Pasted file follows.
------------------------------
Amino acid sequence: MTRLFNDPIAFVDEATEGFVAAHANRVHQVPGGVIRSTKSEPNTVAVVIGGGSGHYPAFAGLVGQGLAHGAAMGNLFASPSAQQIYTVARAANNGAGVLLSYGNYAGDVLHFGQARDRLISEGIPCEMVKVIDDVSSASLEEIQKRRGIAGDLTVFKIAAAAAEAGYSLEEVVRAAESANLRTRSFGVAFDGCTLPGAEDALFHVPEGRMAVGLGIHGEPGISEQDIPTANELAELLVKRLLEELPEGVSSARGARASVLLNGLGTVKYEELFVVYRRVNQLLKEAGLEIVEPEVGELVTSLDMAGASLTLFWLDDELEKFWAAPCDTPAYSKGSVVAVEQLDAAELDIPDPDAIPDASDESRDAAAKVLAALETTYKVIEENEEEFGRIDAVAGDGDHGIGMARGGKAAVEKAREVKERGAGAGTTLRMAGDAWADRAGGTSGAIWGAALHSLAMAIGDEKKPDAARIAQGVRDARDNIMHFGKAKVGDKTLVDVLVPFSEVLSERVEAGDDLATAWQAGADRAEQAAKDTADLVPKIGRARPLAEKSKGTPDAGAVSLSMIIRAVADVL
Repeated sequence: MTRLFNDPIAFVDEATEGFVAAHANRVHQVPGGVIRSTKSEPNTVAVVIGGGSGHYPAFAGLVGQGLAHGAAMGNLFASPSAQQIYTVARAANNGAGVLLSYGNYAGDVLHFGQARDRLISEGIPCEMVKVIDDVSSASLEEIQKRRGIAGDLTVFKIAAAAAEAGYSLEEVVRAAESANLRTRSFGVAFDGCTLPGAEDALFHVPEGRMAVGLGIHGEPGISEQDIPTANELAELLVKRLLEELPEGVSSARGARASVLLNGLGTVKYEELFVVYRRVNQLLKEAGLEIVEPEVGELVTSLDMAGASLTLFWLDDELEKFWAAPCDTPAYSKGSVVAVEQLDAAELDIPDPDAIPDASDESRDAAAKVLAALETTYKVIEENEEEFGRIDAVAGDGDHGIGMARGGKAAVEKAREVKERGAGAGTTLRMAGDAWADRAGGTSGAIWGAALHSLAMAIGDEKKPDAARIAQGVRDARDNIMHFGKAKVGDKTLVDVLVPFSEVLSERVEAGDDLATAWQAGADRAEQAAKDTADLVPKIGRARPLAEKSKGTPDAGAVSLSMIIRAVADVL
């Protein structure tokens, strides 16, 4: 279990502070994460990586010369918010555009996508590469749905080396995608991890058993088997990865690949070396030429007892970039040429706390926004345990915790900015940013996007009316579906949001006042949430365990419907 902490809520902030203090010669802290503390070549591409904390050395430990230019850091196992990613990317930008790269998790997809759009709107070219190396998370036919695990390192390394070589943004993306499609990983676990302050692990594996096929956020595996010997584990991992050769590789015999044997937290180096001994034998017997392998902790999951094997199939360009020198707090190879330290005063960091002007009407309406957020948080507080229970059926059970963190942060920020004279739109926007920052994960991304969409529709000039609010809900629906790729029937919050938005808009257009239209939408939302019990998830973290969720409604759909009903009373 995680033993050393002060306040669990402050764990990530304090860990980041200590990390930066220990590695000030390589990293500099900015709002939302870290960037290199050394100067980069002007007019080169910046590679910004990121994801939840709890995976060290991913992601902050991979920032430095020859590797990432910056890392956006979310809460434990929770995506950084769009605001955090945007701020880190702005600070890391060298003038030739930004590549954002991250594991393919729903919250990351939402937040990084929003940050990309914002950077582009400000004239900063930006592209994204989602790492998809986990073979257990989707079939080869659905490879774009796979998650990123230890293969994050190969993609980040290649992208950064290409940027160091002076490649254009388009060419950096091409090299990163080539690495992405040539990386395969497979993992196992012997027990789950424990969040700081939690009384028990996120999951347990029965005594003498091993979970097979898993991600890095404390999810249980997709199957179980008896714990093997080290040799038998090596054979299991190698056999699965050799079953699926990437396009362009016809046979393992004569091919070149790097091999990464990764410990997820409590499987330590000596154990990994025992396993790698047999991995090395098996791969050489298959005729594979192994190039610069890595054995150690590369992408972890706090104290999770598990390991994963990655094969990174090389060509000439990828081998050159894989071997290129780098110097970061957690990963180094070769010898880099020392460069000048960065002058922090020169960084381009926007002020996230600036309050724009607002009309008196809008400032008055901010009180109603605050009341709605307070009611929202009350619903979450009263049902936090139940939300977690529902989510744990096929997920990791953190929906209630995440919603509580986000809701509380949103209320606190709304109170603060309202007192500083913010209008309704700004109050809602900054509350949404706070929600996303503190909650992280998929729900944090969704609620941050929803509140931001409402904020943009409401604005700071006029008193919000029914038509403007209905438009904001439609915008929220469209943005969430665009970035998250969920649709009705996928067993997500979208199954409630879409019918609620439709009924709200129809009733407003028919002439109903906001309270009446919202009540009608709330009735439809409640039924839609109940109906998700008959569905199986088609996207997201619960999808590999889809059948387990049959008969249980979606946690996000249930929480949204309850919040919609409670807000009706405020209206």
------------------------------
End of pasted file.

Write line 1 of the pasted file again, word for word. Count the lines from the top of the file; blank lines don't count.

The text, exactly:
Amino acid sequence: MTRLFNDPIAFVDEATEGFVAAHANRVHQVPGGVIRSTKSEPNTVAVVIGGGSGHYPAFAGLVGQGLAHGAAMGNLFASPSAQQIYTVARAANNGAGVLLSYGNYAGDVLHFGQARDRLISEGIPCEMVKVIDDVSSASLEEIQKRRGIAGDLTVFKIAAAAAEAGYSLEEVVRAAESANLRTRSFGVAFDGCTLPGAEDALFHVPEGRMAVGLGIHGEPGISEQDIPTANELAELLVKRLLEELPEGVSSARGARASVLLNGLGTVKYEELFVVYRRVNQLLKEAGLEIVEPEVGELVTSLDMAGASLTLFWLDDELEKFWAAPCDTPAYSKGSVVAVEQLDAAELDIPDPDAIPDASDESRDAAAKVLAALETTYKVIEENEEEFGRIDAVAGDGDHGIGMARGGKAAVEKAREVKERGAGAGTTLRMAGDAWADRAGGTSGAIWGAALHSLAMAIGDEKKPDAARIAQGVRDARDNIMHFGKAKVGDKTLVDVLVPFSEVLSERVEAGDDLATAWQAGADRAEQAAKDTADLVPKIGRARPLAEKSKGTPDAGAVSLSMIIRAVADVL